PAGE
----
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Time after time, research shows that having a customer-centric strategy means increased profits for small businesses. And yet, so few businesses practice that customer-centric mindset. Why?

One very common reason is that many organizations are overwhelmed with data. It comes at our employees from all sides and unless you have a streamlined method of gaining and sharing insights, it may not make much sense ( Check out our blog on Why CRMs Are Important to Small Businesses to see why this is true).

Many businesses say they believe that customer-centricity is important, yet only 14% say that they actually DO anything about it or think it is true of their company. 

A Definition of Customer-Centricity

Hubspot defines customer-centricity as, a way of doing business that fosters a positive customer experience at every stage of the customer journey. It builds customer loyalty and satisfaction which leads to referrals for more customers.” So anytime a truly customer-centric business makes a decision, it will improve the effect the outcome will have on its customers. Here are some ways your company can improve its customer-centric strategy.

Create an Internal Culture of Customer-Centricity

Ask yourself this: are the people in your company who deal with customers on a regular basis prepared to be empathetic to the customer? It starts with you as the leader and continues on to each and every employee you hire. Every team member you hire should be prepared to listen to the customer and suggest (or make) changes based on the needs and wants of the customers.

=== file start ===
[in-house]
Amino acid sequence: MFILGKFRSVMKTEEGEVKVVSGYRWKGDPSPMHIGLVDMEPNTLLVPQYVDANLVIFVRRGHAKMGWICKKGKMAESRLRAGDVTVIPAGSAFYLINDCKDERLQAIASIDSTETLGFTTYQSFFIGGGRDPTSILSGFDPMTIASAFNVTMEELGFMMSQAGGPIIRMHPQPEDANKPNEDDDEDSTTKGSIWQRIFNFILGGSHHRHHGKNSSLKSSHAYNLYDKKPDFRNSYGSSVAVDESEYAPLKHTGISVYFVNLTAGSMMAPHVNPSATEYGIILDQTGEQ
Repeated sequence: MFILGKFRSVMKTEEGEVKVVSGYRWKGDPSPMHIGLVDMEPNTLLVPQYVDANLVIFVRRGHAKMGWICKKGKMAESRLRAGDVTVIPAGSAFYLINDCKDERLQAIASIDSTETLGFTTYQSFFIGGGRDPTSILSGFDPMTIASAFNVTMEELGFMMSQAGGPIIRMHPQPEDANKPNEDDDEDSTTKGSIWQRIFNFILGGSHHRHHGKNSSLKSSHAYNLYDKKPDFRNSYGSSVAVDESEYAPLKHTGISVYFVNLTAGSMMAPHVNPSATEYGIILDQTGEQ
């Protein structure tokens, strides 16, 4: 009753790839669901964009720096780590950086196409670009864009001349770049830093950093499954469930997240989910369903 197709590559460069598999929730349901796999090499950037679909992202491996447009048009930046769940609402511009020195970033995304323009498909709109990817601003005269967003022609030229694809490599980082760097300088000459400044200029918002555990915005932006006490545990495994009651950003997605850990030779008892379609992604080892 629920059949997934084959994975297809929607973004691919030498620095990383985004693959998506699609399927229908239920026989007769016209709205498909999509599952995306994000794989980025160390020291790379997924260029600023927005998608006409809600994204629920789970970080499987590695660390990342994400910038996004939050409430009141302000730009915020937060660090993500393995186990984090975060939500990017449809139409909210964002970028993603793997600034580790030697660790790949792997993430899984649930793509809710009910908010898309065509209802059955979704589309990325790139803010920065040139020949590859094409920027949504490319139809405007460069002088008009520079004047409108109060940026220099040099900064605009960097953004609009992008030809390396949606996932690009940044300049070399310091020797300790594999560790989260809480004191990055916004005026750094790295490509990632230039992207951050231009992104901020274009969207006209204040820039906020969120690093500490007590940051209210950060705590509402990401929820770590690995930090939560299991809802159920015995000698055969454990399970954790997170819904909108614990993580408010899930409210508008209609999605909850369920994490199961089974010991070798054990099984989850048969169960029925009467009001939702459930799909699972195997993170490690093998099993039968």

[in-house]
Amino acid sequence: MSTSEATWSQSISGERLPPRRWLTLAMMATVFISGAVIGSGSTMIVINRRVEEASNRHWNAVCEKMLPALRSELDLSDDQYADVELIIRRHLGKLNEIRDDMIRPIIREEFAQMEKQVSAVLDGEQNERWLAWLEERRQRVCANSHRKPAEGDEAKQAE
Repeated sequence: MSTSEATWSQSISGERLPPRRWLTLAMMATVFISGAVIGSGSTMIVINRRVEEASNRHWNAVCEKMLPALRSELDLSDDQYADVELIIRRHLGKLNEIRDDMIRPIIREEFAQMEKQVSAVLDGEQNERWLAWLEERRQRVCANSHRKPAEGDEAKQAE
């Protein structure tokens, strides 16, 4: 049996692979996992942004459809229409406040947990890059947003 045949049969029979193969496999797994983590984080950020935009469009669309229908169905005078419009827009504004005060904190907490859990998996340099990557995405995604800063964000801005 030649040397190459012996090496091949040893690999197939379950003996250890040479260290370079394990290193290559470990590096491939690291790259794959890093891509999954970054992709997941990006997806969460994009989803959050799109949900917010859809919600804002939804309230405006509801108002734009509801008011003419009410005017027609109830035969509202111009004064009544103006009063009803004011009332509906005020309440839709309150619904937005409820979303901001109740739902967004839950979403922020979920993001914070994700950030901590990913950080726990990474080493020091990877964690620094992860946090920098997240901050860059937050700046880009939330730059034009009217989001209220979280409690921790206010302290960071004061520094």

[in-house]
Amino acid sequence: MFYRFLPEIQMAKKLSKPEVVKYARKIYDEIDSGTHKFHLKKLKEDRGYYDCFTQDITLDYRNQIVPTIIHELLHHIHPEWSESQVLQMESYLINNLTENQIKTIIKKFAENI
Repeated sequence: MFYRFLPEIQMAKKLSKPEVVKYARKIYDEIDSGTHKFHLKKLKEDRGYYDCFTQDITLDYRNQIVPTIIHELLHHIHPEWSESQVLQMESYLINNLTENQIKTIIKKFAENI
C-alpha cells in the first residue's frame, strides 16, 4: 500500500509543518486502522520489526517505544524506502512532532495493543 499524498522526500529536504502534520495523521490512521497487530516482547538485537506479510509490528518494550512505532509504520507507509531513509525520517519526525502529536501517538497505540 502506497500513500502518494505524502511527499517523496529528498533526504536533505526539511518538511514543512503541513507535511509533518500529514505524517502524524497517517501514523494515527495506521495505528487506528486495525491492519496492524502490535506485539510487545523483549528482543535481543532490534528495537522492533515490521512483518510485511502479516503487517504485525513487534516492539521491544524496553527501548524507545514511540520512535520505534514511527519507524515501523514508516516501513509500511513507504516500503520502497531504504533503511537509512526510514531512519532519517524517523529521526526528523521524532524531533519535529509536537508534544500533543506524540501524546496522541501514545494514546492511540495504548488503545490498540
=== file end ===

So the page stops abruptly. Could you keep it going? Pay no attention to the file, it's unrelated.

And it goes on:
Anticipate Your Customers’ Needs

Tim Cook, the CEO at Apple, was once quoted as saying: “Our whole role in life is to give you something you didn’t know you wanted. And then once you get it, you can’t imagine your life without it.” 

Apple is a company that revolves around customer-centricity. They want each step of the customer journey to delight the customer and have them leave an Apple store with a smile on their face. Can you say that is the case with your customers? If not, why not? And, what can you do to make that happen?

Take the Time to Talk to Your Customers

Even during this time when social distancing has become the norm, you can still put your customers front and center in a number of ways. Simply picking up the phone or scheduling a Zoom meeting can bridge the gap. 

You can invite a few of your customers for a short chat and find out what they are really thinking. Feedback like that will not only go a long way toward helping you understand their needs, but also lends the sense they are seen and heard. 

Get Customer Feedback

Speaking of feedback…you need it and it doesn’t always have to be face-to-face. You ALSO need to conduct surveys and make sure there are plenty of places to leave comments on your website. Getting customer feedback is not the time to be selling your product. However, is a time to be listening to your customer, collecting data and then acting on the information you gather.

Then Keep Them Coming Back 

Once you have gained a new customer or made a sale, now is not the time to sit back and rest on your laurels. You want your customer to come back to you again and again. Studies show that it costs nearly five times more to bring in a new customer than to keep an existing one

So, why wouldn’t you work just a little bit harder on those customers who have proven they like you and your products or services? You might be able to offer a significant discount on future purchases or make valuable resources (think ebook or white papers) available only to customers.

If you’d like to find a way to move forward with your own customer focus, we think the best place to start is to determine how strong your marketing foundation truly is before you start executing a plan. Check out these great resources and even take a free quiz to find out how you are doing!

Of course, if you have any questions, feel free to contact us and we’ll see if we can get you started in the right direction.

Tomato Fish Is An Indianapolis Consulting Company Focused On Helping Small And Midsize Businesses Make Good Strategic Planning Decisions